Ironic Ads From Before The Bailout: AIG, Countrywide, RBS, Bank Of America

Ironic Ads From Before The Bailout: AIG, Countrywide, RBS, Bank Of America

Ok, so we all know the world has changed. The financial markets have been upended, and we're all more than a little chastened by the excesses of the pre-recession era.

Still, it's worth looking back on some of the claims made by the world's largest financial institutions before the crisis. When it comes to their advertising copy, some of the biggest bailout recipients ran ad campaigns that were...well, let's just say they were eerily prophetic.

Take this AIG spot, for example. Keep in mind, that AIG made risky derivatives bets that nearly brought down the world economy. But, rest assured, AIG is proud that it knows the importance of taking chances in life!

"If nobody takes chances, if nobody pushes the boundaries, if nobody takes a stand, nothing great happens..."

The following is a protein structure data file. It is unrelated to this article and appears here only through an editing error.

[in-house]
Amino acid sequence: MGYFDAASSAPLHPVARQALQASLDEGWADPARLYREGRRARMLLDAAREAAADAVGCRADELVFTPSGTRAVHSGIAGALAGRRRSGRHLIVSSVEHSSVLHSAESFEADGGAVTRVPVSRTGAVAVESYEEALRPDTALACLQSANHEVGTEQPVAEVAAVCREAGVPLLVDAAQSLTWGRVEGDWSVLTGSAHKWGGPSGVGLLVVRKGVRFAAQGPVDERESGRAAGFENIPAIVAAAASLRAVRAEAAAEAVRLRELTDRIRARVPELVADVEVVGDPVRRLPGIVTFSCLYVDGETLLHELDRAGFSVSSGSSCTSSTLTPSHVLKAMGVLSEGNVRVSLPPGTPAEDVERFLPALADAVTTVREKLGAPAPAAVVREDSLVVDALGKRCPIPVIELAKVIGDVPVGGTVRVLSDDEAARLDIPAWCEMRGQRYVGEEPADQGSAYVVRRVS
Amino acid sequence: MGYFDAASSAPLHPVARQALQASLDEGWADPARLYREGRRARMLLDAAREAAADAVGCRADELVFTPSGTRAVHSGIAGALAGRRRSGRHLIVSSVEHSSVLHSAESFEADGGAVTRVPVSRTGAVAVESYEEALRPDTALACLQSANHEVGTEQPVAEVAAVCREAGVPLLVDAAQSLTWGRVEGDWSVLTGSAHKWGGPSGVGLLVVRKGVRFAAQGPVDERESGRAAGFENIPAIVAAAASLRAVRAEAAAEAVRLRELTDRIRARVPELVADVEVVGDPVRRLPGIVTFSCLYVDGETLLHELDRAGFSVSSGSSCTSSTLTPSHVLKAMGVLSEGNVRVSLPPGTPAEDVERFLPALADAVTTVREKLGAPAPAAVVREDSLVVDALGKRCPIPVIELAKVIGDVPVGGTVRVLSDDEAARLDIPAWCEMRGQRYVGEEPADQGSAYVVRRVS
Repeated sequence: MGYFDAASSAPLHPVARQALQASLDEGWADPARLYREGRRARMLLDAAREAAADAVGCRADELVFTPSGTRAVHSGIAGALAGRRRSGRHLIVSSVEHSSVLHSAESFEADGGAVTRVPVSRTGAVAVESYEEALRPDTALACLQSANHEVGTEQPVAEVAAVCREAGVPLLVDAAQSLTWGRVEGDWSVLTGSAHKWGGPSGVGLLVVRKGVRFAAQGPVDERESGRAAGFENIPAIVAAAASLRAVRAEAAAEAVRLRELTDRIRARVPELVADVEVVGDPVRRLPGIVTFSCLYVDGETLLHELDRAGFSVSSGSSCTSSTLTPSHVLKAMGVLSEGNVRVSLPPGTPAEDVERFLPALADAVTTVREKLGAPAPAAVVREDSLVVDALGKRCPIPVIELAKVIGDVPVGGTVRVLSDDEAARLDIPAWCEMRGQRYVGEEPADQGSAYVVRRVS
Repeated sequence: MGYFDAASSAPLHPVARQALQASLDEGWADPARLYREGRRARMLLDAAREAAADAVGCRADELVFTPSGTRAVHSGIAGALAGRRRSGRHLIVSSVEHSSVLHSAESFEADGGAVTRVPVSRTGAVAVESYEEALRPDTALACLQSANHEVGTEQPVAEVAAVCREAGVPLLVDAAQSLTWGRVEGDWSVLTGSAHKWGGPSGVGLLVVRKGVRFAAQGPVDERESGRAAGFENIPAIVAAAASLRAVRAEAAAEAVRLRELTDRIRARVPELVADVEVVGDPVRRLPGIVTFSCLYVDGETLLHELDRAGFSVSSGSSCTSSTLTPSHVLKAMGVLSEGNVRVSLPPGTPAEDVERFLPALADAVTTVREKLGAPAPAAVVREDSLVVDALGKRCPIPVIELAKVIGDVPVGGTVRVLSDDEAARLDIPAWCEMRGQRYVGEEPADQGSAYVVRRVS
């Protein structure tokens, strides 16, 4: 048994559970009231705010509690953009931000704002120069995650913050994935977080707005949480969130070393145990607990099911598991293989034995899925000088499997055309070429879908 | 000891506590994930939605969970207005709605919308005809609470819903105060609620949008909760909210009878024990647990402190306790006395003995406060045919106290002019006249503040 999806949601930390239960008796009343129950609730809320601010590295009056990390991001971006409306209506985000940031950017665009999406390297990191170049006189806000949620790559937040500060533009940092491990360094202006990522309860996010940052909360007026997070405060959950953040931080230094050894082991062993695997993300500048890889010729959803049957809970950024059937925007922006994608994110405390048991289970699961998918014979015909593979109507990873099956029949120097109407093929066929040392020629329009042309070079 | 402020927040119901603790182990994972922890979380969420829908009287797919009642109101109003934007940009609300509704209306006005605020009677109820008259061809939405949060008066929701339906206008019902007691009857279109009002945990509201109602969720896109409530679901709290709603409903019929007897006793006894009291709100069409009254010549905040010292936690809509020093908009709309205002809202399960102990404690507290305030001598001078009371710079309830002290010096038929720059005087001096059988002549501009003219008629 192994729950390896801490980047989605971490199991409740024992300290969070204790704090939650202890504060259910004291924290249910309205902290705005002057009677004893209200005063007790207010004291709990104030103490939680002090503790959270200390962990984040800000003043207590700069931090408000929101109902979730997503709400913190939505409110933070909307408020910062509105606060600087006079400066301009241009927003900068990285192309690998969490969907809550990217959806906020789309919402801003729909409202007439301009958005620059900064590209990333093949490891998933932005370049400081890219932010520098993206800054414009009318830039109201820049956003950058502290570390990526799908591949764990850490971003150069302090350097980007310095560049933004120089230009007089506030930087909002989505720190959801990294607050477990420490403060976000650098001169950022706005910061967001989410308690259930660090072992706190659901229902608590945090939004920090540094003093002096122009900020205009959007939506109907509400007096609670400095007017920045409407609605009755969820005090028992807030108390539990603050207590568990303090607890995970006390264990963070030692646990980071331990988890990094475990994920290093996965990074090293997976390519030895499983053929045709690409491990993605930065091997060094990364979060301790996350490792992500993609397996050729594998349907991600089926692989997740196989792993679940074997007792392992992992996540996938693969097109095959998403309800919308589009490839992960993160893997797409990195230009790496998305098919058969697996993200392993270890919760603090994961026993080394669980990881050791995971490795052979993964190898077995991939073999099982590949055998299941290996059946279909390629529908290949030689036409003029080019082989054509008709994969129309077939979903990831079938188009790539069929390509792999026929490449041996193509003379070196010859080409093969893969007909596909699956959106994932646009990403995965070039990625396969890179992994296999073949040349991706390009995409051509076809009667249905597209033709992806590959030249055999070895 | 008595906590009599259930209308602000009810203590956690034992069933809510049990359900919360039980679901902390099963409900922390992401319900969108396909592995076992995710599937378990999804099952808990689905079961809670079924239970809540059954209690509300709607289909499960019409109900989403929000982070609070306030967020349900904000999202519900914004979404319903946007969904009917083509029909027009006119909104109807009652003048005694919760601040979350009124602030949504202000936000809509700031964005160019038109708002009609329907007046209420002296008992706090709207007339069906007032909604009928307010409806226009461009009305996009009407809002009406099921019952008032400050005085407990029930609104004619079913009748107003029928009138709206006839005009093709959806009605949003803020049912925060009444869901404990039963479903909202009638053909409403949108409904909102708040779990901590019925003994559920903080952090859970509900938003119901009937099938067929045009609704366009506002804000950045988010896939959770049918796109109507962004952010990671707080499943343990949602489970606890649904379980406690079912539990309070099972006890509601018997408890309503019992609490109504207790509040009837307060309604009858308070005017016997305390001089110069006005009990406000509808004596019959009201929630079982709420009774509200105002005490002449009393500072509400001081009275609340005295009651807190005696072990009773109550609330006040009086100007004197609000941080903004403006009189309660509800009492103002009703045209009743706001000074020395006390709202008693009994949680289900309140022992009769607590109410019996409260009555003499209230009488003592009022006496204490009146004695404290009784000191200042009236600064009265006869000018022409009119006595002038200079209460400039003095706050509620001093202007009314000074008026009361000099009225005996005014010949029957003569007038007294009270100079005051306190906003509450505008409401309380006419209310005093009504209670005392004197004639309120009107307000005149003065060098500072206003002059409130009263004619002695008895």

It continues: "AIG - Insurance financial, services -- and the freedom to dare."

Or take Countrywide's ad, which goes a long way toward describing their lending standards. You'll recall, that Countrywide helped caused the subprime crisis:

"A growing family with a lot of debt, a young couple with no down payment a business owner who's income was hard to document. Every one of them was turned down by 3 different lenders. I'm with Countrywide, and I got them all approved."

In this ad, from the bailed out Royal Bank Of Scotland, which is now 60 percent owned by taxpayers, customers are literally portrayed as sheep. Sheep, really?

"They've always been your bank, but do you bank with them or might they be banking on you? Might they be banking on your apathy, your acquiescence?"

Washington Mutual was the biggest bank failure in U.S. history. What brought the company down? It must have been the "flexible lending rules" described in this ad, which apparently can help you survive scalding hot liquids, trips to the dentist's office, or being hit with bowling balls. (Yes, that's Scott Adsit of 30 Rock fame).

Ok, so this Bank Of America ad is from the 1950s. But offering jars of money to your customers? Probably a cause for concern:

"Ask your local Bank of America branch for a soothing jar of Money! M-O-N-E-Y!"

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